There were numerous long straight undulating roads until we arrived at the coast where conditions changed yet again with some driving rain showers running through the coastal hills. Pine trees prevailed and the run due south along the coast was scenic but I caught a couple of the showers along the way.
I was beginning to feel the effects of the heavy first day by early afternoon and needed a five minute nap in a bus stop. I was keen to arrive at CP2 in daylight. Cape St Vincent, the SW point of Europe, could not be allowed to slide past in the dark. So with the need for a good sleep I booked a hotel in Odemira which was 100km short of CP2.
The hotel owner told me where to find the best food and suggested I try BlackPig a local pork speciality. I settled in and headed for the restaurant which turned out to be quite posh but welcoming of a smelly Lycra clad old man – but I was wearing some shorts over the bibs! The Black Pig was special as was the pint of beer. A good evening and I relished the shower and clean sheets!
Day 2 was 263km and 2071m climbing in 11:29hrs moving time at an average 23km/h.
I let myself out of the hotel and got going at 0500 after a great nights sleep. A little mist was again hanging in low spots but created a beautiful landscape as the dawn approached.
The run to CP2 was memorable. Pine forest and small coastal resorts passed in the dark and included a few very sharp climbs similar to Cornish coves. Approaching the Cape we ran along a gravel section, Axel’s surprise, for a few kilometres. The Mason Bokeh with 35mm tyres was made for gravel and she enjoyed the run.
Gravel over there was a nice run down to Sagres and CP2. I arrived at 1025hrs to a friendly welcome and started thinking about how I was going to tackle the remaining 262km to the finish.
The route now headed north east and the first few kilometres were pretty exposed and a strong northerly headwind was blowing making the going tough. I soon pulled into a cafe and had a good bowl of soup and bread with a massive bowl of olives.
Heading up into the hills was hard but rewarding with some spectacular landscapes.
I solved a mystery where numerous trees had had their bark stripped and were numbered. I came across a store with all the bark – cork! Cork oaks are harvested every nine years and have the year of harvest marked in the trunk so the tree isn’t harvested at the wrong time.
I am not sure when I decided to go for the finish but once the decision was made it gave me a lift – probably thinking that Derrick and I had got a room booked and the Eva Senses hotel did one of the best breakfasts!
The evening arrived and I struggled to find a restaurant for some supper so opted for a pot of pate with a loaf of bread and some fruit. I rode out of town and settled down at the roadside for supper as the last of the sunlight kept me warm.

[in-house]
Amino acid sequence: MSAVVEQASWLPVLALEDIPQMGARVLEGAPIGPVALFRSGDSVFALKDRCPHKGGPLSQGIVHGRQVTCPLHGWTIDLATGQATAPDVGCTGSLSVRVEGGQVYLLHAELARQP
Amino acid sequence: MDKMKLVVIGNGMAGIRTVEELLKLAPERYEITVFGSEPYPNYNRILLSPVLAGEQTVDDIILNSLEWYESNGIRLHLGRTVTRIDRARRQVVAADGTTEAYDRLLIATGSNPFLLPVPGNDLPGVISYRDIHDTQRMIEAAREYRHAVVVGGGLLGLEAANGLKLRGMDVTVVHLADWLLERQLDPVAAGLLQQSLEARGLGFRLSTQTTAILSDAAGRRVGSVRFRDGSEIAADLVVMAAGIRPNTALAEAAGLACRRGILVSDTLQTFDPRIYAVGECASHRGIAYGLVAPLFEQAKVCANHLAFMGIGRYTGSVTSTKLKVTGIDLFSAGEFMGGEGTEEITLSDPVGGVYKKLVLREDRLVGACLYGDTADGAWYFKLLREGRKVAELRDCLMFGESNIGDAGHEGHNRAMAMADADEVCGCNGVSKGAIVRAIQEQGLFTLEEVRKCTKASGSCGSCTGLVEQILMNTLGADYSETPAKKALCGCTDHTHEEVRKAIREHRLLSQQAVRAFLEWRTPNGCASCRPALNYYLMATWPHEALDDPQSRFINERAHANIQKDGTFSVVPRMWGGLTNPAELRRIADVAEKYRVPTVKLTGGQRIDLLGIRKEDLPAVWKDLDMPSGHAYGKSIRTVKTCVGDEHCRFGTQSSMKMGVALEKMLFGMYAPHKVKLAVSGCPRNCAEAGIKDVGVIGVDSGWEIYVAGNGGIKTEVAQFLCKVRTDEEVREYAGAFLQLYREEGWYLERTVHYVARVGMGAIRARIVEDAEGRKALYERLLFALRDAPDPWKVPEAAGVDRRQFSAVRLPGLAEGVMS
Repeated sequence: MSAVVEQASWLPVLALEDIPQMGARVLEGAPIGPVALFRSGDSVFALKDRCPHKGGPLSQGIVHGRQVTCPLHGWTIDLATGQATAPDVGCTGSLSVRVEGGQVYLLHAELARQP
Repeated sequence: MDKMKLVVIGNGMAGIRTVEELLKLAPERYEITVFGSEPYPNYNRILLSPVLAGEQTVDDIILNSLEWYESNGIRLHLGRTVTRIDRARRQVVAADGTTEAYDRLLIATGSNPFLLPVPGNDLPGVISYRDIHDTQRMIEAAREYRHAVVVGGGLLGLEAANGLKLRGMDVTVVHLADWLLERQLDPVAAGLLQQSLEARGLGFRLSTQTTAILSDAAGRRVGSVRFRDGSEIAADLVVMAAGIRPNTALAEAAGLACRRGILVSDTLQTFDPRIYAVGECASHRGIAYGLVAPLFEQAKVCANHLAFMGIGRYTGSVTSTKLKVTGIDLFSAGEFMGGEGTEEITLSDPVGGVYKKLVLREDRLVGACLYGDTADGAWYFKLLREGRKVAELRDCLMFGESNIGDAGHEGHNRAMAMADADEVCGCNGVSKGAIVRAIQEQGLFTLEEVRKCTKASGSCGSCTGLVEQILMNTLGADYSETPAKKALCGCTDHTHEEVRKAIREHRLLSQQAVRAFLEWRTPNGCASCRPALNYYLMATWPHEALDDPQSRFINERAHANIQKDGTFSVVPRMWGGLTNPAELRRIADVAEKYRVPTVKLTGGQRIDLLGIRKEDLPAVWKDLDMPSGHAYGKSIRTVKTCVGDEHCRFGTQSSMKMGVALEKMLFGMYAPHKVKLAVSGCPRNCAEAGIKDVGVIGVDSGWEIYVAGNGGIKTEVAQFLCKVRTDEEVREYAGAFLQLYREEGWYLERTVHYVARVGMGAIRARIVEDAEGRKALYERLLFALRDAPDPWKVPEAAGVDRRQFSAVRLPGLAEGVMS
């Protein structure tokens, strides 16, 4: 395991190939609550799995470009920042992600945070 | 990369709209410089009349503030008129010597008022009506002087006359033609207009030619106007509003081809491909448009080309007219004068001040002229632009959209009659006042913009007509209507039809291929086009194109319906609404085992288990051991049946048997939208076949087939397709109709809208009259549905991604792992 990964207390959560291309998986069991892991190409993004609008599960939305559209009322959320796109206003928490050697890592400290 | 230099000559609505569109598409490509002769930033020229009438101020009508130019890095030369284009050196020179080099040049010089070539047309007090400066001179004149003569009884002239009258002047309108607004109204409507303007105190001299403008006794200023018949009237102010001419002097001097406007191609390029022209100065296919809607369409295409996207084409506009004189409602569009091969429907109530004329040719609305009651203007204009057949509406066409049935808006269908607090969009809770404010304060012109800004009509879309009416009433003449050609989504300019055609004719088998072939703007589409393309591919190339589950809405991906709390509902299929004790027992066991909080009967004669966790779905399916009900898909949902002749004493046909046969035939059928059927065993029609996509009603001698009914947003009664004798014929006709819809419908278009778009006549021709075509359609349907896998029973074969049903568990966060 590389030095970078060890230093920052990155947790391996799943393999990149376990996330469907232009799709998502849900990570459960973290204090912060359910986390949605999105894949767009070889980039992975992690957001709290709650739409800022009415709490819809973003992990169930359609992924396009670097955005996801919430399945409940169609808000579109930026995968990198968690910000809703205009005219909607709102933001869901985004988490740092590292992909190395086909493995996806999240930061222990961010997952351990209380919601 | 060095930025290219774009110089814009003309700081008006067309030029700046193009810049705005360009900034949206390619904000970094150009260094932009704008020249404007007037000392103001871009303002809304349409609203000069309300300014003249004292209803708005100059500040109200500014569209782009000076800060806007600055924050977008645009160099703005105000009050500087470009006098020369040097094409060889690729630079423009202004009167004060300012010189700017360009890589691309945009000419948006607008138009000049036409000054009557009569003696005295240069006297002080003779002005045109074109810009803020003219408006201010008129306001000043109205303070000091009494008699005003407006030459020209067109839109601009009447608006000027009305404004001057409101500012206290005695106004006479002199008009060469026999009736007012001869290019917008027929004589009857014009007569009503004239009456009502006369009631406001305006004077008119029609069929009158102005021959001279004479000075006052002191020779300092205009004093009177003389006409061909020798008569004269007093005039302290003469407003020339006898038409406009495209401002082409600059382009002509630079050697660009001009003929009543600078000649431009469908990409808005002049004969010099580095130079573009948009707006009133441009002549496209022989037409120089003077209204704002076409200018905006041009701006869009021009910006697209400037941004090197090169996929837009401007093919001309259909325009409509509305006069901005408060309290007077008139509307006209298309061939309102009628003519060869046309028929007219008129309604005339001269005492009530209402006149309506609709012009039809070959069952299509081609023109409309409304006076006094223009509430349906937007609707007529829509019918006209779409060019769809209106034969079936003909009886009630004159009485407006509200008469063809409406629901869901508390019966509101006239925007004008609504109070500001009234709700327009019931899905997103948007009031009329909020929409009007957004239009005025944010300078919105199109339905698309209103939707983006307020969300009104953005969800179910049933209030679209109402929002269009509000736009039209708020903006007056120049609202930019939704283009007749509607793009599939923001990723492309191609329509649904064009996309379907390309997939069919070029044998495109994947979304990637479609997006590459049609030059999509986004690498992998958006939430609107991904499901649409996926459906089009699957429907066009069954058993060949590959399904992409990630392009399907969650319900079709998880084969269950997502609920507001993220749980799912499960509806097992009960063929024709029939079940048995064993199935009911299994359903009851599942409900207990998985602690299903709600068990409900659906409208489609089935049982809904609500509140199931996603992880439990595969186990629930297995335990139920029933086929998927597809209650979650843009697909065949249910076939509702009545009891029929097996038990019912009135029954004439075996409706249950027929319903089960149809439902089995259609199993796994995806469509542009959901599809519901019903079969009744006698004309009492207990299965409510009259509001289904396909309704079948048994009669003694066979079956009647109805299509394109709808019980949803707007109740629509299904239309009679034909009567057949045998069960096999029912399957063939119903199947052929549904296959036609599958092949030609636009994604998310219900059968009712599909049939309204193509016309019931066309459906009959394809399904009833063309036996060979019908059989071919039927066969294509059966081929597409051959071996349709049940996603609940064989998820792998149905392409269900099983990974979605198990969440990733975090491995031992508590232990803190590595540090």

The evening turned to night and at times it got very cold, especially descending into the bottom of valleys where water lay. I cannot remember such sudden temperature changes on a ride.
A little before midnight I started to hit the wall, feeling dog tired. I stopped in a bus shelter on a quiet road and got a 20 minute power nap. Again the mosquitos did their thing. I got going feeling much better and felt quite strong in the ride back to Faro helped by the run down from the hills to the sea.
In the last few kilometres I saw Vincent ahead and we joined each other for the final run through the cobbled streets and into the Race Village arriving just a few minutes after 0500hrs.
Day 3 was 372km and 4693m climbed at an average of 20.2km/h. Total time was 24 hours and moving time 18:28hrs.
My finish time was 3 Days and 7 minutes and came 28th from the 80 starters.
I woke Derrick and got into the room for a couple of hours sleep before hitting the breakfast just before it closed. The rest of the day was spent lazying about and greeting other riders at the Race Village.
The finisher party took place in a beautiful old building and we were treated to some local music and song as well as presentation of certificates. We ended up on at the marina pizza place for food and a few beers.
The Bikingman event organisation was superb as always and a hard task with such a spread out field. The winner completed in just 40 hours! Most of us took much longer!
Many thanks to Axel and his great team.
My Mason Bokeh carried me and my kit with its usual comfort and efficiency. I ran 35mm tyres that went well and were puncture free.
This is Bikingman’s hardest Race, the Crown Jewel of the series, and I am not quite sure how I came to sign up for what was to be an experience of a lifetime in the Andes mountains of Peru. In brief it is 1680km of mixed paved road and gravel with 30,000m of climbing.
My biggest concern was the high altitude of the ride – after climbing to over 3000m in the first 300km the route pretty much stayed at that height for the duration with a high level loop after CP2 rising to over 4000m. This had potential for altitude sickness let alone the debilitating impact on power and performance. Daily distances covered would need some re-assessment.
My altitude acclimatisation was thorough. I hired Hypoxic equipment for a month before leaving from the Altitude Centre in London and slept in a hypoxic tent simulating 2350m (to generate more red blood cells) and exercised on a turbo bike with mask linked to the machine simulating various altitudes.
I had trained well working with my coach Rob Wakefield of Propello Cycling with a good mixture of endurance riding and high intensity work. I had a lot of distance in my legs with over 12,000km riding since the start of the year.
I arrived in Trujillo, Peru early and joined my friend Chris and we hired a old pickup and went inland about 180km to Huamachuco at 3150m for five days. Later we were joined by Ed and Kerry.